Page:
6233 Bathurst Street, North York, ON, M2R 2A5
Open since 2002, Anton Restaurant brings the international flavours of Uzbek food to North York.
|Cuisine Type |||Eastern European, Middle Eastern, Russian|
|Ambiance |||Good For Groups, Casual, Family Style|
|Meals Served |||Lunch, Dinner|
|Amenities |||Live Entertainment, Parking, Party Space, Bring your own alcohol, Wheelchair Accessible, Catering, Children's Menu|
|Pricing |||Less than $20|
|Payment |||Interac, Visa|
|Neighbourhood |||North Toronto|
|Getting There |||Bathurst bus|
|Cross Street |||Steeles|
|Mon-Thurs 11AM-10PM, Fri-Sat 11AM-11PM, Sun 11AM-10PM|
Profile Last Updated: January 04, 2009
Located in the northern reaches of Toronto, Anton Restaurant serves up an eclectic menu for its diverse clientele. What may appear at first glance as a menu composed of Middle Eastern fare, closer inspection reveals some specialty dishes that are rarely found in the city, even as multicultural as the food scene here is. Anton is one of a handful of restaurants featuring the signature plates of Uzbekistan. The country is peopled by various cultures, including Russian, Korean, Tajiks, Kazakhs, and Tatars, and because of this the cuisine is an incredibly varied mix of Uzbek, Russian, European, and Middle Eastern foods.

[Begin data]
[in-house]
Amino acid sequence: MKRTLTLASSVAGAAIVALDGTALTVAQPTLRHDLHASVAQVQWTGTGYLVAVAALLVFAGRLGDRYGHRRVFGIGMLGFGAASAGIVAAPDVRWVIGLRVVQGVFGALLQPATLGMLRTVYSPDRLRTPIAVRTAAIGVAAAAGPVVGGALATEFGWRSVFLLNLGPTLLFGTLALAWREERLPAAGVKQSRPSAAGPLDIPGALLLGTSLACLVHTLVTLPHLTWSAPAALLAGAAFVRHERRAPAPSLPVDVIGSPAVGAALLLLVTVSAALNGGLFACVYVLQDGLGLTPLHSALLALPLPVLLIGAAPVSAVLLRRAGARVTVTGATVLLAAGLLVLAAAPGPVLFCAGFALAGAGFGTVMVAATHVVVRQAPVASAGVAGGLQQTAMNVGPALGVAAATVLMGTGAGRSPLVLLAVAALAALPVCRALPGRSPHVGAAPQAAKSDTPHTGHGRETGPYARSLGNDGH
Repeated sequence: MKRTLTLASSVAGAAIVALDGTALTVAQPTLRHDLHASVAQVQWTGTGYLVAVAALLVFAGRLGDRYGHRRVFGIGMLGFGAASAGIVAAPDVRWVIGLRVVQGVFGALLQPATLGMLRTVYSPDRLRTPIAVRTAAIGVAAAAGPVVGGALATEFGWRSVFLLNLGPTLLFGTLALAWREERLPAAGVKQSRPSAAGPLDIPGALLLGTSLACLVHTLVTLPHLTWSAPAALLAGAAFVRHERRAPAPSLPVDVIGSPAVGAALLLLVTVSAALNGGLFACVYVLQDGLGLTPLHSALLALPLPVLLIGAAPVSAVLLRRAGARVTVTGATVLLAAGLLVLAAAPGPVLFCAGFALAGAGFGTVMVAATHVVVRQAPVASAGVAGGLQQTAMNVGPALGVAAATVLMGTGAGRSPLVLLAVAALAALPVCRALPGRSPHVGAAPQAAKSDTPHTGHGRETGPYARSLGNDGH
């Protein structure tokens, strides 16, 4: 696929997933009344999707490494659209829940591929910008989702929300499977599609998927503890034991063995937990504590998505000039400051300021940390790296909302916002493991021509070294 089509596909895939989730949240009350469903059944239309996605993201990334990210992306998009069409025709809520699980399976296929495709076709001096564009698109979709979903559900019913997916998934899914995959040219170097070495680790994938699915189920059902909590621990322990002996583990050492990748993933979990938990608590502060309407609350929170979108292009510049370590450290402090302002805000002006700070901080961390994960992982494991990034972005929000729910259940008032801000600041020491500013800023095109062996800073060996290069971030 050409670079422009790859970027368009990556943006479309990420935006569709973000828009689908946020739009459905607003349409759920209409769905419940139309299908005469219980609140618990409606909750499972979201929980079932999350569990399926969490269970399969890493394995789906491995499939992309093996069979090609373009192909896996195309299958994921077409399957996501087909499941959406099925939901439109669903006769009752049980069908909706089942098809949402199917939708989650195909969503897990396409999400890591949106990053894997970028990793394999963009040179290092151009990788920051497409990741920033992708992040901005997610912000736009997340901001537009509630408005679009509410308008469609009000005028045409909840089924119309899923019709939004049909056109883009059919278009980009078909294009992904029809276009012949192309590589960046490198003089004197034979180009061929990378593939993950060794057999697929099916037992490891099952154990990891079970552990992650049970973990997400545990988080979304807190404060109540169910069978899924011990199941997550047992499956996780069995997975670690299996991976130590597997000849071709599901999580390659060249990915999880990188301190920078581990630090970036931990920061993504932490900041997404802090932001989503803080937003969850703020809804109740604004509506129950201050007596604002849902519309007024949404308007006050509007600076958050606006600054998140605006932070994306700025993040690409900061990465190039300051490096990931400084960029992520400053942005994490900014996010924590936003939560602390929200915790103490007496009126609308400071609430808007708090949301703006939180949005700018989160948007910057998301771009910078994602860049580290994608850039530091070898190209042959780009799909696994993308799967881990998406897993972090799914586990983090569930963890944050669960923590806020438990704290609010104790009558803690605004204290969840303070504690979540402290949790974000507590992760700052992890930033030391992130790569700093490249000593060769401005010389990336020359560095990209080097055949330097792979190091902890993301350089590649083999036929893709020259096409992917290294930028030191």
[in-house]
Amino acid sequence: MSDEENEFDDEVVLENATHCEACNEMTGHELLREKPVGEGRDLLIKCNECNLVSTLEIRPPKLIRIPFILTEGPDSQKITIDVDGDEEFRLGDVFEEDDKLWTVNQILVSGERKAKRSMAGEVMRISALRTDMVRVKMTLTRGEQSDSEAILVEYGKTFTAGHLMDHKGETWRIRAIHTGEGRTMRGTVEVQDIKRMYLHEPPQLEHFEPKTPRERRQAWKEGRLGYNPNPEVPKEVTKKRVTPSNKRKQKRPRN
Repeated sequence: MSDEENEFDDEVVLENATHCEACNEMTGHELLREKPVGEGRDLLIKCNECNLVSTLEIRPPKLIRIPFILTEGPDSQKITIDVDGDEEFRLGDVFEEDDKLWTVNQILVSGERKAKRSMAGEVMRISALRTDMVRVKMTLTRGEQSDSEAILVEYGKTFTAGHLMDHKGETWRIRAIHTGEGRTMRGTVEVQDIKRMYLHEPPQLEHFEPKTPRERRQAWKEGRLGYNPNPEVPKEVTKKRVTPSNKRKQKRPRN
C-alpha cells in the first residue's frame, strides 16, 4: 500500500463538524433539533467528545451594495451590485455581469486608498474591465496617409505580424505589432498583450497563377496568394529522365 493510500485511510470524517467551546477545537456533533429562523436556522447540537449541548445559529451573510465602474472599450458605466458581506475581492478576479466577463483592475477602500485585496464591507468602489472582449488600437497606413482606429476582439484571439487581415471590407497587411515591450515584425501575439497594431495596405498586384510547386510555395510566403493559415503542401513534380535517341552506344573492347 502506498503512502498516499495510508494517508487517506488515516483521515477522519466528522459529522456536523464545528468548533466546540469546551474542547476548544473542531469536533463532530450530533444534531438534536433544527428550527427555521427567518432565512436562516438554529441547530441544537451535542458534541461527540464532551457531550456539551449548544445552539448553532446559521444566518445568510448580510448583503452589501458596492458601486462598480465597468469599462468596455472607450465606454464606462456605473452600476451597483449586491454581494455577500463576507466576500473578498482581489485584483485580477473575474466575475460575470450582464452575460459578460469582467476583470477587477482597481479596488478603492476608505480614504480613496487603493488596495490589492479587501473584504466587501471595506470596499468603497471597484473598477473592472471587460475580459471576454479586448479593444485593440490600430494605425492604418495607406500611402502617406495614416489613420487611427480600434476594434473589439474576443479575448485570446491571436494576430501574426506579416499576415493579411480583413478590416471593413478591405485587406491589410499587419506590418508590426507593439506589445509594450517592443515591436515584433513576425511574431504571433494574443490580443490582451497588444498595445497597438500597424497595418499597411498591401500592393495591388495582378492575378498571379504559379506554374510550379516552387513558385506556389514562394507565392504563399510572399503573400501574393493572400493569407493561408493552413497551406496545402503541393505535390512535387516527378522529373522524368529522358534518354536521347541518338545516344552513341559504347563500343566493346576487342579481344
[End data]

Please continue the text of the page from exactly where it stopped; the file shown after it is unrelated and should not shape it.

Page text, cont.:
A Family-Style Restaurant
A family-style restaurant, Anton offers a warm atmosphere and abundant seating. With heaping plates of food and plenty of free parking, Anton invites you to enjoy a causal lunch or dinner with the family. A live band sets the stage on the weekends, a talented bunch that takes requests and can sing in French, English, Greek, or Russian. Beneath the main dining room, a banquet hall is devoted to large group functions of up to 75 people.
Familiar Middle Eastern recipes line the menu, like shawarma, falafel, shish kebobs, and hummus. For some traditional Uzbek options, try lagman, an aromatic noodle soup made with lamb and veggies. Other interesting appetizers include pelmenis (a variety of Russian dumplings), Moroccan cigars (beef-filled phyllos), and Israeli salad (finely diced tomatoes and cucumbers). Pilav, considered the most famed of Uzbek dishes, is a blend of spices with rice, lamb, carrots, cumin, and chickpeas. Manti is another popular recipe that is sometimes served after the meal, made of steamed dough wrapped with meat and vegetables.